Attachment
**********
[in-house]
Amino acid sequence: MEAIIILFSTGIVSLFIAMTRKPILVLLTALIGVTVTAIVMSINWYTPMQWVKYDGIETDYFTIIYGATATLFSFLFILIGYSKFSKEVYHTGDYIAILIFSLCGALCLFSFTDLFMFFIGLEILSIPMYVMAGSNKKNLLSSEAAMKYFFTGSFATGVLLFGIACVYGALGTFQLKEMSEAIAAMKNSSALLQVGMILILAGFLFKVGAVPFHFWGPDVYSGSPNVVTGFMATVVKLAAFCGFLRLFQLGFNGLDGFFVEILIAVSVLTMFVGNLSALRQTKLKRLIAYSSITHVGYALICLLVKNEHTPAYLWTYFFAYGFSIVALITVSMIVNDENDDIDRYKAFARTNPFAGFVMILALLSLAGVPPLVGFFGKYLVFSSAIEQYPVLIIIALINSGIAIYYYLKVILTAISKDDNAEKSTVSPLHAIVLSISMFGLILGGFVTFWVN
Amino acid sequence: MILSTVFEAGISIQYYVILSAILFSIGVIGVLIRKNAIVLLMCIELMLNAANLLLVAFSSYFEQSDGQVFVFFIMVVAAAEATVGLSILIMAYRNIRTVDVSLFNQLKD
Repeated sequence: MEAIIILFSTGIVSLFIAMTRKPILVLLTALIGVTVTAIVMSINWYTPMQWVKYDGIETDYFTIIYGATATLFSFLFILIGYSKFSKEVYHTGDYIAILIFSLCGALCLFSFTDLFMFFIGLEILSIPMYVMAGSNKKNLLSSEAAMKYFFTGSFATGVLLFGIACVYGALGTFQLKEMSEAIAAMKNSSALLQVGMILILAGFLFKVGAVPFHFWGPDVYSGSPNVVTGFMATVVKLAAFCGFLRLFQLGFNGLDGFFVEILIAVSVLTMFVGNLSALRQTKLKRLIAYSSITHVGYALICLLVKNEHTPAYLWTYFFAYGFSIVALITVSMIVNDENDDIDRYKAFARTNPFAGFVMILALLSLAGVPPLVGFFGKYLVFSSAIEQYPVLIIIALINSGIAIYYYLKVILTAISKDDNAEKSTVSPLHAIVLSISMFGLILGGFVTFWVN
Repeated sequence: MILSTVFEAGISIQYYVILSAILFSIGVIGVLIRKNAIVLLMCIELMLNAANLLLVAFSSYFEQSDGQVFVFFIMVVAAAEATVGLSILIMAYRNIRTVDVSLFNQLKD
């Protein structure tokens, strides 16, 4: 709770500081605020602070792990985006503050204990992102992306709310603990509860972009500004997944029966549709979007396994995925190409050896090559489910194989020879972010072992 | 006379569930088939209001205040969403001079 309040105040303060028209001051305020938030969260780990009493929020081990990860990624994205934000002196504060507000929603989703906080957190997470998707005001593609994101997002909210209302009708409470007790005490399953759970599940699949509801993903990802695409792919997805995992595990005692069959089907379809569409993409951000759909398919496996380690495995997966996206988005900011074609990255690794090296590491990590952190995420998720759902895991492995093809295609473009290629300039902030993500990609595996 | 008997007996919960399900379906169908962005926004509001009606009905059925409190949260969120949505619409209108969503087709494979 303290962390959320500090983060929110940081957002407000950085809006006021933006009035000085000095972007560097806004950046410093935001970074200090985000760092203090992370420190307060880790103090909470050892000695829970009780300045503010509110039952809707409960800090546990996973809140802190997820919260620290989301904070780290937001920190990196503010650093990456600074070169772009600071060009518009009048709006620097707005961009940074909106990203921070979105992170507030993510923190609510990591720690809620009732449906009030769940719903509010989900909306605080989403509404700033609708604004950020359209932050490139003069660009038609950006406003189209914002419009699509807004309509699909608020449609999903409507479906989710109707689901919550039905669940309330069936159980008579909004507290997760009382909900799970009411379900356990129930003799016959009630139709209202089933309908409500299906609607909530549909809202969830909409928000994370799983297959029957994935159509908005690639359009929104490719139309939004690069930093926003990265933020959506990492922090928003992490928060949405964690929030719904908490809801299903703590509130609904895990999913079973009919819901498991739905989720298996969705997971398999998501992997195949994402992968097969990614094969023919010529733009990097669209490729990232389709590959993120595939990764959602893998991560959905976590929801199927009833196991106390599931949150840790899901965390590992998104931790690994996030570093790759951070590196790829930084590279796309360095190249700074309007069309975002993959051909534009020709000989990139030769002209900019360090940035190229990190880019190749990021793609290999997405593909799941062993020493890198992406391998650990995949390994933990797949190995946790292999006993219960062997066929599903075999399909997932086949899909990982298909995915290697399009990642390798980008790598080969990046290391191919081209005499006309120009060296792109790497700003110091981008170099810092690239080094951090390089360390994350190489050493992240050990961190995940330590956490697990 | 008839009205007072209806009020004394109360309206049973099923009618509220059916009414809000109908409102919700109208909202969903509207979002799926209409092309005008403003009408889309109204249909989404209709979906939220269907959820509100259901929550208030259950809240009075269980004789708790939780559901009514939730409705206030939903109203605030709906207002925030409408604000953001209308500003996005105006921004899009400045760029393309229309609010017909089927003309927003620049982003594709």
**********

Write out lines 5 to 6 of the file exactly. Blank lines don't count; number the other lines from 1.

Repeated sequence: MILSTVFEAGISIQYYVILSAILFSIGVIGVLIRKNAIVLLMCIELMLNAANLLLVAFSSYFEQSDGQVFVFFIMVVAAAEATVGLSILIMAYRNIRTVDVSLFNQLKD
């Protein structure tokens, strides 16, 4: 709770500081605020602070792990985006503050204990992102992306709310603990509860972009500004997944029966549709979007396994995925190409050896090559489910194989020879972010072992 | 006379569930088939209001205040969403001079 309040105040303060028209001051305020938030969260780990009493929020081990990860990624994205934000002196504060507000929603989703906080957190997470998707005001593609994101997002909210209302009708409470007790005490399953759970599940699949509801993903990802695409792919997805995992595990005692069959089907379809569409993409951000759909398919496996380690495995997966996206988005900011074609990255690794090296590491990590952190995420998720759902895991492995093809295609473009290629300039902030993500990609595996 | 008997007996919960399900379906169908962005926004509001009606009905059925409190949260969120949505619409209108969503087709494979 303290962390959320500090983060929110940081957002407000950085809006006021933006009035000085000095972007560097806004950046410093935001970074200090985000760092203090992370420190307060880790103090909470050892000695829970009780300045503010509110039952809707409960800090546990996973809140802190997820919260620290989301904070780290937001920190990196503010650093990456600074070169772009600071060009518009009048709006620097707005961009940074909106990203921070979105992170507030993510923190609510990591720690809620009732449906009030769940719903509010989900909306605080989403509404700033609708604004950020359209932050490139003069660009038609950006406003189209914002419009699509807004309509699909608020449609999903409507479906989710109707689901919550039905669940309330069936159980008579909004507290997760009382909900799970009411379900356990129930003799016959009630139709209202089933309908409500299906609607909530549909809202969830909409928000994370799983297959029957994935159509908005690639359009929104490719139309939004690069930093926003990265933020959506990492922090928003992490928060949405964690929030719904908490809801299903703590509130609904895990999913079973009919819901498991739905989720298996969705997971398999998501992997195949994402992968097969990614094969023919010529733009990097669209490729990232389709590959993120595939990764959602893998991560959905976590929801199927009833196991106390599931949150840790899901965390590992998104931790690994996030570093790759951070590196790829930084590279796309360095190249700074309007069309975002993959051909534009020709000989990139030769002209900019360090940035190229990190880019190749990021793609290999997405593909799941062993020493890198992406391998650990995949390994933990797949190995946790292999006993219960062997066929599903075999399909997932086949899909990982298909995915290697399009990642390798980008790598080969990046290391191919081209005499006309120009060296792109790497700003110091981008170099810092690239080094951090390089360390994350190489050493992240050990961190995940330590956490697990 | 008839009205007072209806009020004394109360309206049973099923009618509220059916009414809000109908409102919700109208909202969903509207979002799926209409092309005008403003009408889309109204249909989404209709979906939220269907959820509100259901929550208030259950809240009075269980004789708790939780559901009514939730409705206030939903109203605030709906207002925030409408604000953001209308500003996005105006921004899009400045760029393309229309609010017909089927003309927003620049982003594709």